- First class mail volume, which is the USPS’s most profitable service, is evaporating as consumers get and pay their bills online. The glory days of first class mail are gone and not coming back.
- Even the US Senate Federal Credit Union recently announced a service charge of $5/month for customers who wanted to continue receiving their monthly paper statements by mail.
- First class mail is three times as profitable as standard mail, aka “junk mail”. (Read: Your Catalog!)
- Total mail volume dropped 20% from 2006 to 2010.
- FedEx and UPS have trounced USPS in express and ground shipping. The market share for each is 32, 53 and 15% respectively.
- Most western Europe postal services are facing the same market dynamics but they are thriving:
- Germany runs just 2% of its postal locations having outsourced the balance to other retail establishments.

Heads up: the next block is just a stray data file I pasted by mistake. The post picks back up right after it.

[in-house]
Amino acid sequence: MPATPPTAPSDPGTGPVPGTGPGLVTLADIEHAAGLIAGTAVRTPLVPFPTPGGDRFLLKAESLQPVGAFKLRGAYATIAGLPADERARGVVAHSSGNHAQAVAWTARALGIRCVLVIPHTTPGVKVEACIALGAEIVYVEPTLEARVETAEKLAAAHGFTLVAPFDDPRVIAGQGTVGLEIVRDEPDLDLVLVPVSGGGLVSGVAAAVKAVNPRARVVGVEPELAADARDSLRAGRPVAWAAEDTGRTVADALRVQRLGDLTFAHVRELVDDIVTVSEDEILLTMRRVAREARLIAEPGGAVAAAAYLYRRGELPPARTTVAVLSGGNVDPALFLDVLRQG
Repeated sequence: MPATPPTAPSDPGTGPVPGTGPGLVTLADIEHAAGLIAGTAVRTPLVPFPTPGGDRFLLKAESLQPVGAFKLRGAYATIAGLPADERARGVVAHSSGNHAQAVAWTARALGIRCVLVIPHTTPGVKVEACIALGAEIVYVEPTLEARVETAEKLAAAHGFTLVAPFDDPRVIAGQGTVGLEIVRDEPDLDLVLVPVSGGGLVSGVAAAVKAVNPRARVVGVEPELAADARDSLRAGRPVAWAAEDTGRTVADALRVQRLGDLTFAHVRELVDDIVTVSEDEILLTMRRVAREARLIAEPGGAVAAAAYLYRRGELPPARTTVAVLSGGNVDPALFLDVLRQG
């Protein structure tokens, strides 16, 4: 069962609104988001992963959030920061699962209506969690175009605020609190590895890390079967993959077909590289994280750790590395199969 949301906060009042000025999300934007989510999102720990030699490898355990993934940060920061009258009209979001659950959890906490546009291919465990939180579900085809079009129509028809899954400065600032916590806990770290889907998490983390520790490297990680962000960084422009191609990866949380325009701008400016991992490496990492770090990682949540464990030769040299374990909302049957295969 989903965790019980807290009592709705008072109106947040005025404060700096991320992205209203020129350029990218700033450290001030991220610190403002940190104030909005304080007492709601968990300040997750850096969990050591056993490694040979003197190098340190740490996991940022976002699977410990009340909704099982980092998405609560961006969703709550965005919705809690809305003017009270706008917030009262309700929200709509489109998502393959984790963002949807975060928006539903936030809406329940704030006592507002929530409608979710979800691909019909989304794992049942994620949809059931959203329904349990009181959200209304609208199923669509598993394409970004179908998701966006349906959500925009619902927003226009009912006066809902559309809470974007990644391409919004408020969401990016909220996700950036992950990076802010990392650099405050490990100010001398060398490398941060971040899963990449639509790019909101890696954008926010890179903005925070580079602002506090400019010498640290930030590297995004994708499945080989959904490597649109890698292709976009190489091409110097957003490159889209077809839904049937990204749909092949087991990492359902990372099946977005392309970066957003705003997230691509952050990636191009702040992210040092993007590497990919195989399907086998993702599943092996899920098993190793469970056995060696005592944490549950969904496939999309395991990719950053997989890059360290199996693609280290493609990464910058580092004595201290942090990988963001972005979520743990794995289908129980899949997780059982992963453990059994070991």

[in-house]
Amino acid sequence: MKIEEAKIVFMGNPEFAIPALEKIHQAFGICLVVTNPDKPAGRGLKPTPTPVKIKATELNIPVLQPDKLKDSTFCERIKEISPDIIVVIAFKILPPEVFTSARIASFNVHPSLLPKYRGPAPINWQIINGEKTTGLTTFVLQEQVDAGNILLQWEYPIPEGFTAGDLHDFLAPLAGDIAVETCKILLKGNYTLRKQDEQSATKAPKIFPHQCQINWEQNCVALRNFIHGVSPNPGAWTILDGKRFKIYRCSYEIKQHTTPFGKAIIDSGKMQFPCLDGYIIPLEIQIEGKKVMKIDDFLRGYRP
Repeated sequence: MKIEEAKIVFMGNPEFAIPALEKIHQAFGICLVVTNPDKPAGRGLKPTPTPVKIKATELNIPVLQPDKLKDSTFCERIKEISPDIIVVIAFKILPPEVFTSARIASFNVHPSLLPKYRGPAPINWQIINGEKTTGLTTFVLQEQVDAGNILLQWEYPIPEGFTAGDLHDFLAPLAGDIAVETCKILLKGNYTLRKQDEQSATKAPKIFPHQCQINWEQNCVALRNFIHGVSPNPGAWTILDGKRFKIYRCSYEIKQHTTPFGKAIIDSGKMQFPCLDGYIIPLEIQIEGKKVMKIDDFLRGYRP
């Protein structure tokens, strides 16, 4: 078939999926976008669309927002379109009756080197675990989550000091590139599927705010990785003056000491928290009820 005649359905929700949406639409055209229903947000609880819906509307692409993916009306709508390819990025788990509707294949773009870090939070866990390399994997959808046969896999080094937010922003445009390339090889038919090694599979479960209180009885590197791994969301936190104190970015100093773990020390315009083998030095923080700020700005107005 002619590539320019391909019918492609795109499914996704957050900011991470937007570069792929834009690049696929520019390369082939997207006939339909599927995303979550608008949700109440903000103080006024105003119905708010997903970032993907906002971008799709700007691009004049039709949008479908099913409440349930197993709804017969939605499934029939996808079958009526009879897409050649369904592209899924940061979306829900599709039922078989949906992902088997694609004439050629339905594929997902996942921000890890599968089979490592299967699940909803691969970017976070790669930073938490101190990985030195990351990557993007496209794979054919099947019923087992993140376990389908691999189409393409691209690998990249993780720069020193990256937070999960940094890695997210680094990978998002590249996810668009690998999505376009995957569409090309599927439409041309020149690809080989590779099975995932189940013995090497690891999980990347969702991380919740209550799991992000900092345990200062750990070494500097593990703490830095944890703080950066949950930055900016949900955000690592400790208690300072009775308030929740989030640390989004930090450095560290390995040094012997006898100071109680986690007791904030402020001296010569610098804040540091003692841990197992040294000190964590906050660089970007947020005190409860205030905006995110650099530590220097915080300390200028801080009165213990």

- The Finnish postal service sells many in-demand digital mail services as does Sweden/Denmark (PostNord).
- PostNord’s EBITDA rose 43% last year to $490 million.
- The profit margins of SingPost, Deutsche Post, PostNord and USPS were 26.25%, 4.89%, 3.6% and -13.58% respectively.
- Needless to say, there are lots of “role models” around the world on how to fix the problem with the USPS.
So, given this time of record federal deficits and national debt, how long do you think the federal coffers will continue to support USPS? Whatever your answer, I doubt it is more than five years, if that long.
What will happen? Short answer: Nobody knows. What is likely to happen? Here’s my considered opinion along with the potential impact to your B2B catalog business.